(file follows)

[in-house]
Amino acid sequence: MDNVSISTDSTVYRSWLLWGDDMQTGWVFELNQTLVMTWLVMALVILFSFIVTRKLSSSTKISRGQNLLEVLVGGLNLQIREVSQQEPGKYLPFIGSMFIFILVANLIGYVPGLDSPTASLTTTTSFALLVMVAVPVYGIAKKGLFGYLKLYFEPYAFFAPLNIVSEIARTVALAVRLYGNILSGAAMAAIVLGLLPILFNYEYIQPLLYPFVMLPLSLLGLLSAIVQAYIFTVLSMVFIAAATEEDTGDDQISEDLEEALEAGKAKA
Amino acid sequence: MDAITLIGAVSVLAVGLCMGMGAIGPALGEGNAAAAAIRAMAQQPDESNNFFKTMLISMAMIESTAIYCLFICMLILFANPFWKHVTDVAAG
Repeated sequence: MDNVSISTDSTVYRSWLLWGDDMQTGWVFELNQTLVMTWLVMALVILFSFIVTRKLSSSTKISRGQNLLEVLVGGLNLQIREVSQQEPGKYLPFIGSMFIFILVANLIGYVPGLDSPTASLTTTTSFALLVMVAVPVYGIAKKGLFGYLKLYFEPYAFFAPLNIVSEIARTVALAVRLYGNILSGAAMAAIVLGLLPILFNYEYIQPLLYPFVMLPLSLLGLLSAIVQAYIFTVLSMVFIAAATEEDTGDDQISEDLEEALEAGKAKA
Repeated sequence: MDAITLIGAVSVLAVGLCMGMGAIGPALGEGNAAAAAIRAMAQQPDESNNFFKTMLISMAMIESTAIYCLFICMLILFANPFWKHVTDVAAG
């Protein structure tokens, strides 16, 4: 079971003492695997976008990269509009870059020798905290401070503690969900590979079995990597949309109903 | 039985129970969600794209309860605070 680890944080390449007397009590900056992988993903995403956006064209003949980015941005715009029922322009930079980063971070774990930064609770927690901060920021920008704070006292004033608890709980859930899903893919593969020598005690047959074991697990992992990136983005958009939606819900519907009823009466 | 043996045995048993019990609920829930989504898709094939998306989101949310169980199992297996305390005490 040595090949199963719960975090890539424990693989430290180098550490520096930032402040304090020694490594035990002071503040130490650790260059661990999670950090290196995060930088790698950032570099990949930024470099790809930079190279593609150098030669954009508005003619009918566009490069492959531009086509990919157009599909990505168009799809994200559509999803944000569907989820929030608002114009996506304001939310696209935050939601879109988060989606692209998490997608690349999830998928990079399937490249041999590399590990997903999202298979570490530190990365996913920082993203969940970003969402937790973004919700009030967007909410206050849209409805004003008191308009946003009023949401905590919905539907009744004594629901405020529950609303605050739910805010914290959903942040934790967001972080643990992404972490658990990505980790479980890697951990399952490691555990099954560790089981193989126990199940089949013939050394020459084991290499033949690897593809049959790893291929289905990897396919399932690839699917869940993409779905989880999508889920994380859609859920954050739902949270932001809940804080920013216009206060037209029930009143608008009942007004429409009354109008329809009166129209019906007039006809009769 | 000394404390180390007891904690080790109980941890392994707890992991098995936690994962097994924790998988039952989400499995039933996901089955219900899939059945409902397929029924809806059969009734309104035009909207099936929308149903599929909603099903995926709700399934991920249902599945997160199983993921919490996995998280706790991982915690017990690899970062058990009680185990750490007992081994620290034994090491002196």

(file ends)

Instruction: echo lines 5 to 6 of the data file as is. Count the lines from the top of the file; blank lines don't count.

Repeated sequence: MDAITLIGAVSVLAVGLCMGMGAIGPALGEGNAAAAAIRAMAQQPDESNNFFKTMLISMAMIESTAIYCLFICMLILFANPFWKHVTDVAAG
């Protein structure tokens, strides 16, 4: 079971003492695997976008990269509009870059020798905290401070503690969900590979079995990597949309109903 | 039985129970969600794209309860605070 680890944080390449007397009590900056992988993903995403956006064209003949980015941005715009029922322009930079980063971070774990930064609770927690901060920021920008704070006292004033608890709980859930899903893919593969020598005690047959074991697990992992990136983005958009939606819900519907009823009466 | 043996045995048993019990609920829930989504898709094939998306989101949310169980199992297996305390005490 040595090949199963719960975090890539424990693989430290180098550490520096930032402040304090020694490594035990002071503040130490650790260059661990999670950090290196995060930088790698950032570099990949930024470099790809930079190279593609150098030669954009508005003619009918566009490069492959531009086509990919157009599909990505168009799809994200559509999803944000569907989820929030608002114009996506304001939310696209935050939601879109988060989606692209998490997608690349999830998928990079399937490249041999590399590990997903999202298979570490530190990365996913920082993203969940970003969402937790973004919700009030967007909410206050849209409805004003008191308009946003009023949401905590919905539907009744004594629901405020529950609303605050739910805010914290959903942040934790967001972080643990992404972490658990990505980790479980890697951990399952490691555990099954560790089981193989126990199940089949013939050394020459084991290499033949690897593809049959790893291929289905990897396919399932690839699917869940993409779905989880999508889920994380859609859920954050739902949270932001809940804080920013216009206060037209029930009143608008009942007004429409009354109008329809009166129209019906007039006809009769 | 000394404390180390007891904690080790109980941890392994707890992991098995936690994962097994924790998988039952989400499995039933996901089955219900899939059945409902397929029924809806059969009734309104035009909207099936929308149903599929909603099903995926709700399934991920249902599945997160199983993921919490996995998280706790991982915690017990690899970062058990009680185990750490007992081994620290034994090491002196």